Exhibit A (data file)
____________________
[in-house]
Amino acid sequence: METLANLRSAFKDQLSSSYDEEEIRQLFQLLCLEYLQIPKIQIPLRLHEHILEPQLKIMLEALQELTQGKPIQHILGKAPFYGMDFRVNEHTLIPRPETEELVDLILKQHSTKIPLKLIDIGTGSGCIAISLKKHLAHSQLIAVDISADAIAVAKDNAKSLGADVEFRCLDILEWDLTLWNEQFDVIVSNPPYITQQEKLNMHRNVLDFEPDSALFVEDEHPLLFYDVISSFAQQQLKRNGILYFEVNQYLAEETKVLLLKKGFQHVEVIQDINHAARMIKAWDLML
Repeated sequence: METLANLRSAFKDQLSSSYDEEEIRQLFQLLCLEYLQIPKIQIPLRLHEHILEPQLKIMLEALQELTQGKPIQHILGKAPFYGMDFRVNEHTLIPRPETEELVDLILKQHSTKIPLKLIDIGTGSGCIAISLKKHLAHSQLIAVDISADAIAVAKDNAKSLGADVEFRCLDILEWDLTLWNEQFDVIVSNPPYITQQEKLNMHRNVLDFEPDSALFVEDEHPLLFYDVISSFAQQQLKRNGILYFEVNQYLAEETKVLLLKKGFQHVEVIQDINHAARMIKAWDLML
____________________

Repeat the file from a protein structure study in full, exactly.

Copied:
[in-house]
Amino acid sequence: METLANLRSAFKDQLSSSYDEEEIRQLFQLLCLEYLQIPKIQIPLRLHEHILEPQLKIMLEALQELTQGKPIQHILGKAPFYGMDFRVNEHTLIPRPETEELVDLILKQHSTKIPLKLIDIGTGSGCIAISLKKHLAHSQLIAVDISADAIAVAKDNAKSLGADVEFRCLDILEWDLTLWNEQFDVIVSNPPYITQQEKLNMHRNVLDFEPDSALFVEDEHPLLFYDVISSFAQQQLKRNGILYFEVNQYLAEETKVLLLKKGFQHVEVIQDINHAARMIKAWDLML
Repeated sequence: METLANLRSAFKDQLSSSYDEEEIRQLFQLLCLEYLQIPKIQIPLRLHEHILEPQLKIMLEALQELTQGKPIQHILGKAPFYGMDFRVNEHTLIPRPETEELVDLILKQHSTKIPLKLIDIGTGSGCIAISLKKHLAHSQLIAVDISADAIAVAKDNAKSLGADVEFRCLDILEWDLTLWNEQFDVIVSNPPYITQQEKLNMHRNVLDFEPDSALFVEDEHPLLFYDVISSFAQQQLKRNGILYFEVNQYLAEETKVLLLKKGFQHVEVIQDINHAARMIKAWDLML